At the time for service in the afternoon, I proposed to go to church, giving as one reason that the minister might have something to say of us. My colleagues agreed, and to church we went in good time, so as not to cause any interruption to the service. We were not in the least disappointed. We noticed, as the reverend gentleman ascended the pulpit stairs, that he bestowed on us a quick and searching glance. As we were strangers, he no doubt concluded that we were the intruders upon the peace of his quiet village. That glance did not in the least disconcert us; but it gave us to understand that he was about to bestow on us some attention. He had brought with him a sermon ready to hand, which, as he announced, he had preached a few years before, at the time that the great trades union was exciting so much attention and agitation throughout the country, and during which six poor Dorchester labourers were convicted of taking unlawful oaths, and sentenced to seven years' transportation [sic] I well remember his text, 'They promise them liberty, who are themselves the servants of corruption.' We did not see the force of the text as applied to us. Some may say that our want of sight was caused by our moral and political blindness. The sermon was all that we expected, and, after it was read through, the reverend gentleman announced that he would now address a few words to the individuals who had come there that day. We very respectfully rose to our feet, amid the astonished gaze of the general congregation. But we did not feel ourselves as culprits at the bar. After some gentle words of admonition, he assured us in very emphatic tones that if we persisted in addressing the meeting we should be handed over to the proper authorities, and he called upon all peaceable and well disposed persons to aid and assist in our arrest. This seemed to be more like a declaration of war than a message of peace. I doubt if the Meek and Lowly One would have advised such a course, even with the world at his back.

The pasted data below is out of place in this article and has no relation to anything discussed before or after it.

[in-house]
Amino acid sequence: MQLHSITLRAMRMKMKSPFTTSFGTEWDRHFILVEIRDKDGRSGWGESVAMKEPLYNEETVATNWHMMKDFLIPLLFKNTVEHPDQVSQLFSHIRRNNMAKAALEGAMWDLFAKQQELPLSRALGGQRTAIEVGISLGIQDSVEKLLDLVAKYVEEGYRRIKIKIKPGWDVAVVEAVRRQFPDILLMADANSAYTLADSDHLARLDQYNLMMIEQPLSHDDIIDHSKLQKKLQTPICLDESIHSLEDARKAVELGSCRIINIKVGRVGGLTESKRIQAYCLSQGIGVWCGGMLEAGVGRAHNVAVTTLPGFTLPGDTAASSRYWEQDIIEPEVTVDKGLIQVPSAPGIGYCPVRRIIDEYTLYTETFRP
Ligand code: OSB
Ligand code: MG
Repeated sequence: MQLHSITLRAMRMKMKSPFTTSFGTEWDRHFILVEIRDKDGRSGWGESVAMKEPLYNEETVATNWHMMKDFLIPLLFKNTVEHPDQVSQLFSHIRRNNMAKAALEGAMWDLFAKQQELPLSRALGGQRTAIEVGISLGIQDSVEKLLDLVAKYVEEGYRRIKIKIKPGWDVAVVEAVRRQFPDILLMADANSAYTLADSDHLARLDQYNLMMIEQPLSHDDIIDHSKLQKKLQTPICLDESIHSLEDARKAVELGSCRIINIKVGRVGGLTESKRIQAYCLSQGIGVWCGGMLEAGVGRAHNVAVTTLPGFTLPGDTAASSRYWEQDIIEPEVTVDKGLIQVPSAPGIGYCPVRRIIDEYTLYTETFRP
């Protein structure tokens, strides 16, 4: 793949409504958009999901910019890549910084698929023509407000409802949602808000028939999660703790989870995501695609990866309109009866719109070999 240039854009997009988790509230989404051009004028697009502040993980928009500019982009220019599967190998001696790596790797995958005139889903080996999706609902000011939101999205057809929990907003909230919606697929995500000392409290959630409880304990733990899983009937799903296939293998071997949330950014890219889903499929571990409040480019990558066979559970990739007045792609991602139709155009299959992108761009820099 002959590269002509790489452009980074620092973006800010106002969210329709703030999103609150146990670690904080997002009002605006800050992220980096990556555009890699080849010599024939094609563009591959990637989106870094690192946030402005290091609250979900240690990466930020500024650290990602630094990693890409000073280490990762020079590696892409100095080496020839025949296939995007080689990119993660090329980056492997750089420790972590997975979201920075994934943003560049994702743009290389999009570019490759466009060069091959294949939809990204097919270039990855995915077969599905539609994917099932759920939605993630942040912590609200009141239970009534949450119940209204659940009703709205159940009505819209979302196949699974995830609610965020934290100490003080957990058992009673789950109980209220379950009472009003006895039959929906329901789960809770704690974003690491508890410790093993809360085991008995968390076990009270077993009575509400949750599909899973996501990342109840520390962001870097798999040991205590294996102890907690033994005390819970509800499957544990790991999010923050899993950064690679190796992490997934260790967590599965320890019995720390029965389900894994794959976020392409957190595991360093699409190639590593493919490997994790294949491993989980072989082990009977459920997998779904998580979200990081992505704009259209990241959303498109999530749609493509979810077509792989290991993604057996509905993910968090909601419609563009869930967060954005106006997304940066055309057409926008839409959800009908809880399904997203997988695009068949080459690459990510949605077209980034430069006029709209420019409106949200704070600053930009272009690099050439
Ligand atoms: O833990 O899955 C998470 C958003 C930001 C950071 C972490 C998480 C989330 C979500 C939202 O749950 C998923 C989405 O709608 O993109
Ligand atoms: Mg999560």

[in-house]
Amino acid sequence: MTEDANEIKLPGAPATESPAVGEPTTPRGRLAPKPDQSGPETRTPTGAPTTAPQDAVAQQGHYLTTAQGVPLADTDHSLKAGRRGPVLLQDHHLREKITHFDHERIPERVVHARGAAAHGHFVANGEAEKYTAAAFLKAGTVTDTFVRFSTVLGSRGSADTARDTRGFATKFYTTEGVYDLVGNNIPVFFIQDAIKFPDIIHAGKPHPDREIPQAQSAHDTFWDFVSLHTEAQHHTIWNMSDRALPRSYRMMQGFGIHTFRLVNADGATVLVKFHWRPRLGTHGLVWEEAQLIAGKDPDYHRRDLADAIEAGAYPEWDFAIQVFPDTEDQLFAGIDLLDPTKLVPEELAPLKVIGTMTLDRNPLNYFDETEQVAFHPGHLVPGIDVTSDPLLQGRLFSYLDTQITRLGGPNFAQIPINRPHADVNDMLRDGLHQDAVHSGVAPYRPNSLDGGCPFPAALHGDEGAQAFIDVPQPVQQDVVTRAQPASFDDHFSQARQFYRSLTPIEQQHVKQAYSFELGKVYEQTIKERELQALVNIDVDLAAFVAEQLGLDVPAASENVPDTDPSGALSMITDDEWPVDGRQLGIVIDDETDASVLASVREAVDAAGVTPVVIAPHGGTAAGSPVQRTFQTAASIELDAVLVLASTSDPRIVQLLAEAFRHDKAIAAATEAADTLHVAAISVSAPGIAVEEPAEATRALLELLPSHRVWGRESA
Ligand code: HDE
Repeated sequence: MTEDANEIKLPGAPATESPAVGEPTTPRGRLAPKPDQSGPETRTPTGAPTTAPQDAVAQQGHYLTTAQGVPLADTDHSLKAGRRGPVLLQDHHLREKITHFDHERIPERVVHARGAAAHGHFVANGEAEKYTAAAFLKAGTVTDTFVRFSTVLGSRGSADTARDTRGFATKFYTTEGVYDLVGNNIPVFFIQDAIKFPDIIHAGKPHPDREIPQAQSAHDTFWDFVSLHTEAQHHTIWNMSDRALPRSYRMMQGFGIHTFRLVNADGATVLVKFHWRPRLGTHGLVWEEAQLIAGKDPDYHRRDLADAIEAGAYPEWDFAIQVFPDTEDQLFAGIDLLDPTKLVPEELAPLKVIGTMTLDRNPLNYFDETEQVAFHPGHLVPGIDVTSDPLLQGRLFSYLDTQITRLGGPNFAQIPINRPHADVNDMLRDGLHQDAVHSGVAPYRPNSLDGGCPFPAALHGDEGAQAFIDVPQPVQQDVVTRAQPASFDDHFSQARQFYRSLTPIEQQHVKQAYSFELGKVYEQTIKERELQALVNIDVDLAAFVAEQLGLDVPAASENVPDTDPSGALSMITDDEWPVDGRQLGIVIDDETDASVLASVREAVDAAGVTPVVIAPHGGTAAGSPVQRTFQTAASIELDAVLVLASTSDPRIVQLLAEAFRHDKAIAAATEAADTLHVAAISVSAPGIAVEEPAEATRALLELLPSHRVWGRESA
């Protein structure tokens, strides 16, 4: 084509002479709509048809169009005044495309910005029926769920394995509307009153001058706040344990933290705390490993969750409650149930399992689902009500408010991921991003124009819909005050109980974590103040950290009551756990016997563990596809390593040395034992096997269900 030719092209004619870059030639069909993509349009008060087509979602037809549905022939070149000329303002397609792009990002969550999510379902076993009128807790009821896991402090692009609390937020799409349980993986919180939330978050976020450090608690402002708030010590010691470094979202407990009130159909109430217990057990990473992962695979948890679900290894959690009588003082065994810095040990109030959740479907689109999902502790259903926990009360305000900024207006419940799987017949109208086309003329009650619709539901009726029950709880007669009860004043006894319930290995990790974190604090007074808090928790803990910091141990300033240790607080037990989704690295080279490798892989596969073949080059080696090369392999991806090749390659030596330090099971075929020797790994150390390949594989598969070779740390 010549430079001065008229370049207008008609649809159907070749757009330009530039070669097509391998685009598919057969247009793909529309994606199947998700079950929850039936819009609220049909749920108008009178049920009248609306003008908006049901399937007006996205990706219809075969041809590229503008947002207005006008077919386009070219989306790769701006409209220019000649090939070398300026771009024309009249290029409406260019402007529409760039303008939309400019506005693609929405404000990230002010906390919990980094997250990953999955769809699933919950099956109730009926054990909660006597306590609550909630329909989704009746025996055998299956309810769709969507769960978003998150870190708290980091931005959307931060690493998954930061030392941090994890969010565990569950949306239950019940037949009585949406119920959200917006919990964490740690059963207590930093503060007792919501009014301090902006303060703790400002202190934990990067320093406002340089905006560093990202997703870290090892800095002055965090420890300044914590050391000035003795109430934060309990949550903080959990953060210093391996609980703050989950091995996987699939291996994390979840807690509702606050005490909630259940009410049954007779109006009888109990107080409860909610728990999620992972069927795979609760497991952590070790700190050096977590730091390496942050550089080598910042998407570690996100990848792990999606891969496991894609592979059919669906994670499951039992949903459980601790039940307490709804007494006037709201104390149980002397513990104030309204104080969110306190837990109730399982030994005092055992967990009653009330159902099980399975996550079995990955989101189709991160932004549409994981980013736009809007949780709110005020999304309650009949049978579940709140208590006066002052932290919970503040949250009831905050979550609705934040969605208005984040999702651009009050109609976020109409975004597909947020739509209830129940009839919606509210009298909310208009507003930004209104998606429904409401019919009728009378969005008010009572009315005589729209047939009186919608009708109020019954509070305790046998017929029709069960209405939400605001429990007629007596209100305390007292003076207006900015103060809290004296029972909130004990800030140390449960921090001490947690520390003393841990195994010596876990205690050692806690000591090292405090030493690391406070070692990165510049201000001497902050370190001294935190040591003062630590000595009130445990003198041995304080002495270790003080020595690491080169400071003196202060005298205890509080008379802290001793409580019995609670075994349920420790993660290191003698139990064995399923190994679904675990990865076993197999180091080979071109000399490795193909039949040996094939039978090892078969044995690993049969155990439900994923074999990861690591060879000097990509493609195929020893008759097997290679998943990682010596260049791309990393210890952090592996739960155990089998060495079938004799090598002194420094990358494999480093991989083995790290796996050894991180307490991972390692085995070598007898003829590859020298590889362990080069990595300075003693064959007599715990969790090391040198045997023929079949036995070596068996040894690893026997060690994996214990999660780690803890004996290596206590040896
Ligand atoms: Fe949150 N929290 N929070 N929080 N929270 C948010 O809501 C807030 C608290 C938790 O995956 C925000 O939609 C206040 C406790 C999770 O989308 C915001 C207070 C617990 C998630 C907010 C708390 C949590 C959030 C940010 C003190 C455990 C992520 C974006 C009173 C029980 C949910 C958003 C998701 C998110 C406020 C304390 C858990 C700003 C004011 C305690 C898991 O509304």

We went from church more than satisfied, and the question now was, what is to be done? W. thought it would be better to go home. H. replied that W. could do as he pleased, but that he should stay and address the meeting if the people were willing to listen. I at once seconded his resolve, and the matter was settled. Then came another question, should we persist in our first intention to hold the meeting in front of the village church? I suggested that we should not make ourselves needlessly offensive, and proposed, in order to avoid this, that as soon as the meeting assembled one of us should get up to announce an adjournment to the roadside. This was agreed to, and proved to be the best policy; for as we walked through the village, followed by our friends, our numbers increased until we arrived at the place of meeting, where several hundreds of people were before us from Brixworth and the surrounding hamlets.